By Awua Buahin, Senior, Materials Science and Engineering
Awua is a Ghanaian American senior, majoring in Materials Science and Engineering.
Why did you choose to be an engineer?
The idea of creating or building something tangible from something as little as a thought was something that was very powerful and attractive to me. This was at the heart of engineering, and I wanted to develop the skills that would allow me to translate big ideas and thoughts into reality.
Amidst the chaos of assignments, difficult depth classes, and a flurry of job applications that all failed to materialize into a promising summer plan that was my Junior Spring, I had a troubling awakening: I wasn’t enjoying my major in materials science and engineering. I got into the field because I liked chemistry and I liked the hands-on application and design work that came with engineering. Materials Science and Engineering (or MatSci for short) was a great combination of the two. I also liked the promise of being at the forefront of engineering innovation, something I had gotten a taste for through my research experience into new drug delivery platforms.
With that being said, I had reached a point in my undergraduate career where I was taking the more advanced classes that began to feel less like adventures or explorations, and more like incredibly repetitive chores. I’d wake up, get ready, bike to class, bike back, eat, finish whatever PSET or lab report was due and go to bed only to wake up and do the same thing again. Perhaps I wasn’t consciously putting in effort to better balance my extra-curriculars and engagement with classes (I had after all picked up a lot more responsibility at work, and in various student groups). At the same time though, I didn’t really feel motivated to do so. Ultimately the fact that the concepts that I was learning did not really excite me anymore, and my frustration at not being able to secure a summer internship in MatSci fields that were of interested in made the future feel incredibly bleak.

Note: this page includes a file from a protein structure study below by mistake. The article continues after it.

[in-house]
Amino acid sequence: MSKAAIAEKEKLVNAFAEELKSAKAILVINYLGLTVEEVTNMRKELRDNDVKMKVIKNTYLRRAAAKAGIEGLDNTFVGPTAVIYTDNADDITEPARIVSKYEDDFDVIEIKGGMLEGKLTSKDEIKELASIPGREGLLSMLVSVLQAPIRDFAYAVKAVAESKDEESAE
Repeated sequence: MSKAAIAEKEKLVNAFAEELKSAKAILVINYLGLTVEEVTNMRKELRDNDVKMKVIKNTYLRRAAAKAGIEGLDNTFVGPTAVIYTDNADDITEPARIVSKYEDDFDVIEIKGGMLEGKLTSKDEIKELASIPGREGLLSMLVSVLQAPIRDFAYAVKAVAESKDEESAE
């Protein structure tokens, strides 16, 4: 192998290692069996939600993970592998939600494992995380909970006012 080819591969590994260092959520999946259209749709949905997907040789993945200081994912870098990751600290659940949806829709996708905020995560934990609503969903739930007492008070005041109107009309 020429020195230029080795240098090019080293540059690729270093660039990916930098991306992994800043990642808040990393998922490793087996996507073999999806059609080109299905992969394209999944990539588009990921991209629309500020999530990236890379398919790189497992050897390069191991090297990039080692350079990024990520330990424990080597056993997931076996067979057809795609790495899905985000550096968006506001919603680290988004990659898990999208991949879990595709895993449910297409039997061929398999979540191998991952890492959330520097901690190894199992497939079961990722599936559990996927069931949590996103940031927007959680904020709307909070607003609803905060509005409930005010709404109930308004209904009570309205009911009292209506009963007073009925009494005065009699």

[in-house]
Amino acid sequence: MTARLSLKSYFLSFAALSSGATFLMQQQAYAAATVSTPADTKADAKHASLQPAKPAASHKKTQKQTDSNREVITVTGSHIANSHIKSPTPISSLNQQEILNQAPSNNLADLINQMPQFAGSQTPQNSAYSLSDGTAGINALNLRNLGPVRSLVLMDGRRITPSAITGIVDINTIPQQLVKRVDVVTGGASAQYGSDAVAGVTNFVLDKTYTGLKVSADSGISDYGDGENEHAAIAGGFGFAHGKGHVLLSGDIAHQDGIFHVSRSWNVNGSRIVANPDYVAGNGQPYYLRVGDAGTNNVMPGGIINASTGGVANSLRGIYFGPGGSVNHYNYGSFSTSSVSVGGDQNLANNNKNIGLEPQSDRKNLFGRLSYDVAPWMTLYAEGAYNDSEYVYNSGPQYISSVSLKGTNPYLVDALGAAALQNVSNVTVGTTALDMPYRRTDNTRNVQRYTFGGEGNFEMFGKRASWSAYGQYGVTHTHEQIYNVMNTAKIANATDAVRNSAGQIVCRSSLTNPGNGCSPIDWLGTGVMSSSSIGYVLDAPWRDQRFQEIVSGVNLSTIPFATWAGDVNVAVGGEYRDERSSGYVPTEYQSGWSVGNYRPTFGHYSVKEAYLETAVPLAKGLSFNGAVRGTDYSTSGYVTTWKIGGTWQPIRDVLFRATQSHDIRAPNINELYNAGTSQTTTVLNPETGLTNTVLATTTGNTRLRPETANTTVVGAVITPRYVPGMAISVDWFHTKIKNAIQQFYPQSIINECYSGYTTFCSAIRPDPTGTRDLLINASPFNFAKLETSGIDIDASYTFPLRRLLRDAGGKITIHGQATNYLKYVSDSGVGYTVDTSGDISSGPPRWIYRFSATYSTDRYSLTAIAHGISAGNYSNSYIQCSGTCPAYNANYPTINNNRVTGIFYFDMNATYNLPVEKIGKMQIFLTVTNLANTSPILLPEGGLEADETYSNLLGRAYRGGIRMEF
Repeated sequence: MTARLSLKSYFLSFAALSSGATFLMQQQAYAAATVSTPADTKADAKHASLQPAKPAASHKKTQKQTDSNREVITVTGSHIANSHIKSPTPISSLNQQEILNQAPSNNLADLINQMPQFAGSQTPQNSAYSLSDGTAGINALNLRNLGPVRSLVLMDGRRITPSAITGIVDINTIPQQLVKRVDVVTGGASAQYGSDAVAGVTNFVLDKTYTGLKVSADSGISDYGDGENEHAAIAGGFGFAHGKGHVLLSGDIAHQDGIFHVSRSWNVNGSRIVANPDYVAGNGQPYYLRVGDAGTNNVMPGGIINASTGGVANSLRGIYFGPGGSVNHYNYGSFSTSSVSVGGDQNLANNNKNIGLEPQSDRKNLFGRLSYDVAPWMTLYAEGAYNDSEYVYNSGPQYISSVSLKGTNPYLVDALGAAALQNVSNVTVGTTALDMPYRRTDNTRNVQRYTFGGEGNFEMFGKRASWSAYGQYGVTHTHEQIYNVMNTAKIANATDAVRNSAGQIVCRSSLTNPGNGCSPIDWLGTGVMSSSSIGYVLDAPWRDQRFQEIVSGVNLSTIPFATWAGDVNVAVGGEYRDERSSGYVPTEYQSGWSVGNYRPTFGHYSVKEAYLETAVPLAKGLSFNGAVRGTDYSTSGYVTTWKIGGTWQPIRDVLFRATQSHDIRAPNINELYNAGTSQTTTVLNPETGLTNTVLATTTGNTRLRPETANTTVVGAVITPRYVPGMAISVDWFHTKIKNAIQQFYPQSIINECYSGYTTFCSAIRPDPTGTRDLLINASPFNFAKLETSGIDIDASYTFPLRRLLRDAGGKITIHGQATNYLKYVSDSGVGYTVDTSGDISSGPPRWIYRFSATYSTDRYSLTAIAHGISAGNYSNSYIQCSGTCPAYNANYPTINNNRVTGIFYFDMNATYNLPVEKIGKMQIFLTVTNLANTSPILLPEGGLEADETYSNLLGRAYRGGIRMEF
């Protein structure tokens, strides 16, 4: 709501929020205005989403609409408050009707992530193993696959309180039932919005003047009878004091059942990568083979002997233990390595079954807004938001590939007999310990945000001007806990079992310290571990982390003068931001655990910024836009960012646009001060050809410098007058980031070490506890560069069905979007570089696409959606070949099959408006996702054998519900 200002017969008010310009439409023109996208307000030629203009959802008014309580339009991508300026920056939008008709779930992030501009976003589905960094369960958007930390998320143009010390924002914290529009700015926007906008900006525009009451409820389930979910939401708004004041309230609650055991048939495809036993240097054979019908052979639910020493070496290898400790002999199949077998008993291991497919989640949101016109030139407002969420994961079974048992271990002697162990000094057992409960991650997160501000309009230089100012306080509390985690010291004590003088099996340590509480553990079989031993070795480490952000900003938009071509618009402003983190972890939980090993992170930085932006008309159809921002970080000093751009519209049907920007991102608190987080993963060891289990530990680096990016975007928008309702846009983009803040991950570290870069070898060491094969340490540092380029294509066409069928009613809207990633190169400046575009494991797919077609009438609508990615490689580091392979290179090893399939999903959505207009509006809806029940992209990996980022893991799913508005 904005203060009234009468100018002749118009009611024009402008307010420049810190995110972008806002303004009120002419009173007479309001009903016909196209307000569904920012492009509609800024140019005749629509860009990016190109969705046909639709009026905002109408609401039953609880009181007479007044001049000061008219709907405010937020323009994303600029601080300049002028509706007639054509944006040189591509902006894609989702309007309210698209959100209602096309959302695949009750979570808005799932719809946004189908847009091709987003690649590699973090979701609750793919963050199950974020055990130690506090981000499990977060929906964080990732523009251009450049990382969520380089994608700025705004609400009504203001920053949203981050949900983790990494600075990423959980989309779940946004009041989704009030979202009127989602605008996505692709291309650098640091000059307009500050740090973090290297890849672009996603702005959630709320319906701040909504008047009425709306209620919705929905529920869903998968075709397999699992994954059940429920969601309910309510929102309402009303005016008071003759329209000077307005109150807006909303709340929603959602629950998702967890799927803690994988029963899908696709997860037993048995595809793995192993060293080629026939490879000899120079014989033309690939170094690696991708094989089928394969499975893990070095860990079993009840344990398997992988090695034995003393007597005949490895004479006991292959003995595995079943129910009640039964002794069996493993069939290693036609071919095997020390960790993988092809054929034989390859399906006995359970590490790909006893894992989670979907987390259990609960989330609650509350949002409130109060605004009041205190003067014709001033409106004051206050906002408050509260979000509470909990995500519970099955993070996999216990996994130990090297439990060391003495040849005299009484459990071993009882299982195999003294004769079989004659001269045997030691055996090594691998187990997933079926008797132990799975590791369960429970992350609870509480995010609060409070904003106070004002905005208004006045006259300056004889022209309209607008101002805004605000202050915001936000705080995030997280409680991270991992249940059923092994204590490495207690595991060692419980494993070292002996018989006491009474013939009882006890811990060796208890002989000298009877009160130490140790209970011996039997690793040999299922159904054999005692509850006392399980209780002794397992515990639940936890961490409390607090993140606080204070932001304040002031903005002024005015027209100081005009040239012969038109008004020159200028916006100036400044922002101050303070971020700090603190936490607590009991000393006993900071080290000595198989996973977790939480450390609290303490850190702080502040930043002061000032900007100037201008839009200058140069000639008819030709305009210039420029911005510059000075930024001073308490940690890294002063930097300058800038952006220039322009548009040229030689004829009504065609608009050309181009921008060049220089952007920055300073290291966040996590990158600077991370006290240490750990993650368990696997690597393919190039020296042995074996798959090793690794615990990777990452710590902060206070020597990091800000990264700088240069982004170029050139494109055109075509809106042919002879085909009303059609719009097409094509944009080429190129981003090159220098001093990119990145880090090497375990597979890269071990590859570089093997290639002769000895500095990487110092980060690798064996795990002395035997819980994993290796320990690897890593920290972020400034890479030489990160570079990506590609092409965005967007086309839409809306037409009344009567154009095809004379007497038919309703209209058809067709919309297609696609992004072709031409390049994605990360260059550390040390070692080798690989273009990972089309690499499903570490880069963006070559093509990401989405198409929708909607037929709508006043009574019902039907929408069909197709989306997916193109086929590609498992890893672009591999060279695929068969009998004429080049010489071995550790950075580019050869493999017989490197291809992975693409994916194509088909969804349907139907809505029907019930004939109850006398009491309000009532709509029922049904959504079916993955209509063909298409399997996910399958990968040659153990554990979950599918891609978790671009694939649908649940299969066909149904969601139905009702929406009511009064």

So, I took time to reflect.
I created a list of things that things that had to be involved in whatever endeavors I took on. I noticed a lot of them involved being creative and doing design work. I believe I’ve always been drawn to creative pursuits and for some reason, that has been something that I’ve suppressed or not taken seriously until I came to Stanford, but I felt like I owed it to myself to explore. And sure, there was some design work involved in my MatSci research, but it didn’t feel tangible and that was incredibly frustrating to me.
After speaking with friends and sniffing around at what else had been of interest to me pre-Stanford, my interests in Mechanical Engineering, UX/graphic design, and Architecture were piqued. I took the summer off to explore options available to me at Stanford within these fields, as well as some other things that I had tangentially been curious about but never invested any serious thought into. For example, I got a robotics kit, I bought some art supplies, I learnt a little bit of python. It wasn’t always easy to get into these things without structured classes, but I felt empowered in that I was slowly getting back to things that I could see a good future in.
At the beginning of my senior year, I settled on pursuing a minor in mechanical engineering. It hasn’t been easy, I’ve been in several stressful situations brought on by having to balance the added, unexpected coursework and building a program that wouldn’t overlap with my major. There were several times when it seemed like it wouldn’t be possible but at the end of the day though I made it. I’m tired, burnt out and just about ready to leave but it was worth it. I was excited to work through course material again and I feel like I’ve opened a lot of career paths that are a better fit for me.